One of my all-time favorite top-five films is Limitless, starring Bradley Cooper (20th Century Fox, 2011).
The story begins with a down-and-out writer [Eddie] who discovers the existence of a “genius enhancing” pharmaceutical — capable of transforming him from a dispassionate, near skid-row bum into a mentally brilliant, physically glowing, fearless, confident, and productive genius.
By the end of the film, (and after all the prerequisite Hollywood-mandated, socio-psycho drama is enacted), we find out that instead of becoming dependent on the super-brain enhancing drug, our gifted protagonist had wisely utilized his artificially manifested genius. Eddie had re-engineered the drug to produce a permanent and lasting neurological transformation, after which he weaned himself off completely.
There on the silver screen, larger than life, is an ordinary person using an external substance to achieve supreme intelligence. He then utilizes his newly acquired enlightenment to free himself from dependency on the drug. Now, that’s smart!
Along with genius came enhanced self-awareness — enough to recognize that despite his increased cognitive capacity, as long as he was beholden to the drug, he would never be anything more than a slave. Driven by compelling passion for something even greater than a drug-induced superior intelligence, he freed himself from substance subjugation while continuing to develop “enhanced Eddie.”
But here’s what I find most inspirational: By choosing to press himself beyond dependency on a substance that had initially transformed him beyond his wildest dreams, he subsequently began to experience even greater levels of awareness extending all the way into precognition. He could now see the future before it happened.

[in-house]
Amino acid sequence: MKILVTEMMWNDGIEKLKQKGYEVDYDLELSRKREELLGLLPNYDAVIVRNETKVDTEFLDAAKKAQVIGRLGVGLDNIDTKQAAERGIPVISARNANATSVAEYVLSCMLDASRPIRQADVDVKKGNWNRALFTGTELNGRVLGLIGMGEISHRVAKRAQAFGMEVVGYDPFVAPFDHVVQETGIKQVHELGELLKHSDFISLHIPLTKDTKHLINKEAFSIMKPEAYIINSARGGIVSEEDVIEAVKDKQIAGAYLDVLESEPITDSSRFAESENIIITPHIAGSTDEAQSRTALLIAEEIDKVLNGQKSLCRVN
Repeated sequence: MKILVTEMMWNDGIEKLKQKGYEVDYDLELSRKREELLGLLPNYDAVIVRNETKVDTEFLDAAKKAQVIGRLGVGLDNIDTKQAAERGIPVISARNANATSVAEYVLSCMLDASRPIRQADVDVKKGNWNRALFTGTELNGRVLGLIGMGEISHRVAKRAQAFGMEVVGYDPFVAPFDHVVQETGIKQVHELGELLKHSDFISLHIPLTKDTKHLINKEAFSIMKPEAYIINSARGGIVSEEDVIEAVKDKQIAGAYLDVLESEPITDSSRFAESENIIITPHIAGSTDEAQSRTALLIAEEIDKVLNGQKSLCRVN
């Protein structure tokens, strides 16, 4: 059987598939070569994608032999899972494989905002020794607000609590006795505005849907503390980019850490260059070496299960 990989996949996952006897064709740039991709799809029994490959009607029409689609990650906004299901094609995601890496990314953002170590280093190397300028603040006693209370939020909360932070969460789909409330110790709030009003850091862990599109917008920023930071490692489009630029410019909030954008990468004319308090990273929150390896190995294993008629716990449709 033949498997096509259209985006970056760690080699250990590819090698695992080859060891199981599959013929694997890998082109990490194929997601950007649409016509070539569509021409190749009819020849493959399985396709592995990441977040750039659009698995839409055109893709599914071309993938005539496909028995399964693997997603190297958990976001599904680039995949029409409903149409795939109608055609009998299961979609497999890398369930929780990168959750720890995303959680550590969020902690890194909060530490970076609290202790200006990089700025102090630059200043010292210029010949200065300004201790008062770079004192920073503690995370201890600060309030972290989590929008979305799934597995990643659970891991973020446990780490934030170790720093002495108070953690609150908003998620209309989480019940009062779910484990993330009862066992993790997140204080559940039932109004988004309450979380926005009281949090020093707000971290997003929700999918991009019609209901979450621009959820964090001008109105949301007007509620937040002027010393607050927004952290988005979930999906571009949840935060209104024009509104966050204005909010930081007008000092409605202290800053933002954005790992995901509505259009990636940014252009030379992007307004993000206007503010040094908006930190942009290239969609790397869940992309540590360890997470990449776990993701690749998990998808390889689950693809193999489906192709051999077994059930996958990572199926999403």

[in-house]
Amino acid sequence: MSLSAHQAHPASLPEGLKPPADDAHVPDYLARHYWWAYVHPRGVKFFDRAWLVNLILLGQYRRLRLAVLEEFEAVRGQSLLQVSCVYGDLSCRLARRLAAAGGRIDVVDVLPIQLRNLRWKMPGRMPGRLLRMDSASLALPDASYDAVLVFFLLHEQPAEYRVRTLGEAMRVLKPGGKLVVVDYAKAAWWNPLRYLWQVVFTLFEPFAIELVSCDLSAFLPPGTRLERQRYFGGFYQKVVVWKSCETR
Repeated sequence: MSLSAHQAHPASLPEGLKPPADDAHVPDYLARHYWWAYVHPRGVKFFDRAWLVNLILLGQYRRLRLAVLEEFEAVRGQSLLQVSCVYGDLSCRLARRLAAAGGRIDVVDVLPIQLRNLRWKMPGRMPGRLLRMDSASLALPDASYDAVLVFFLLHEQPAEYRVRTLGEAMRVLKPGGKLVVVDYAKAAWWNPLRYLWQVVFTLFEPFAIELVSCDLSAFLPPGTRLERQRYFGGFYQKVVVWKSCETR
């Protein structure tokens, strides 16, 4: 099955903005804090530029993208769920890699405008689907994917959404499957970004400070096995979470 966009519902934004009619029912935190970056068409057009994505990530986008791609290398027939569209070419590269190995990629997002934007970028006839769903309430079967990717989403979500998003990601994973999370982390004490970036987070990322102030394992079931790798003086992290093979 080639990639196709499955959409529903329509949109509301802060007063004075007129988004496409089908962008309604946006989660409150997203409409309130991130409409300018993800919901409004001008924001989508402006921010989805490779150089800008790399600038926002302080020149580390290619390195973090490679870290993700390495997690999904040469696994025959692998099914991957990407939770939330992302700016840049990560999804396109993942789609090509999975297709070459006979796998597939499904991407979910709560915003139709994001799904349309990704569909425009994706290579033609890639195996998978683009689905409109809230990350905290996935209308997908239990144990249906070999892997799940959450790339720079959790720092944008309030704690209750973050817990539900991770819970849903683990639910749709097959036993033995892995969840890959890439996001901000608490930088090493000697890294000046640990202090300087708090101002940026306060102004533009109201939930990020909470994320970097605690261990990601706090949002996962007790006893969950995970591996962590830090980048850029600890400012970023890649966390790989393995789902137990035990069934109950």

Sub-human became enhanced-human via an external agent (illicit pharmaceuticals). Then enhanced-human became super-human via intrinsic will, self-awareness, and genius-level self-correction. Subtly and profoundly, this film portrays an iconic, yet evolved, archetype: A twenty-first century hero who creatively employs his wits to defeat the ultimate demon of the human psyche: self-complacency.
In a previous article, “The Practical Art of Self-Correction,” I discussed the connection between self-awareness and our cognitively-driven, inner capacity to build meaty, myelin super-charged neurological networks through the practice of self-initiated self-correction. In this article, I propose an evolution of those ideas and suggest that these often elusive and under-utilized qualities of self-awareness, self-initiation, and self-correction are defining qualities of our innate divinity.
What is divinity, and what is it to be divine?
Certainly the religions of the world provide archetypes that formulate a generally accepted concept of “the divine.” Perhaps the broadest and most fundamentally agreed-upon answer to these questions is that to be divine is to be as God is.
Subtly and profoundly, this film portrays an iconic, yet evolved, archetype: A twenty-first century hero who creatively employs his wits to defeat the ultimate demon of the human psyche: self-complacency.
How is God depicted in all religions and cultures? God is the creator, and creates all experiential reality.
To be divine then is to create life and experience it. Yet, this simple observation of the nature of divinity stands in stark contrast to its representation in almost every religious and spiritual practice. Most all those archetypes portray “divinity” as some form of supreme (superior) being that holds court with those who are “lesser than,” a being we worship and receive instruction from, while this divine one is seated on a throne or standing upon a pedestal.
By contrast, the Encyclopedia Britannica defines “divine” as “The power, being, or realm understood by religious persons to be at the core of existence and to have a transformative effect on their lives and destinies.” In fact, the ancient, Sanskrit derived etymology supports the contemporary definition with “shining — especially as the day-lit sky.”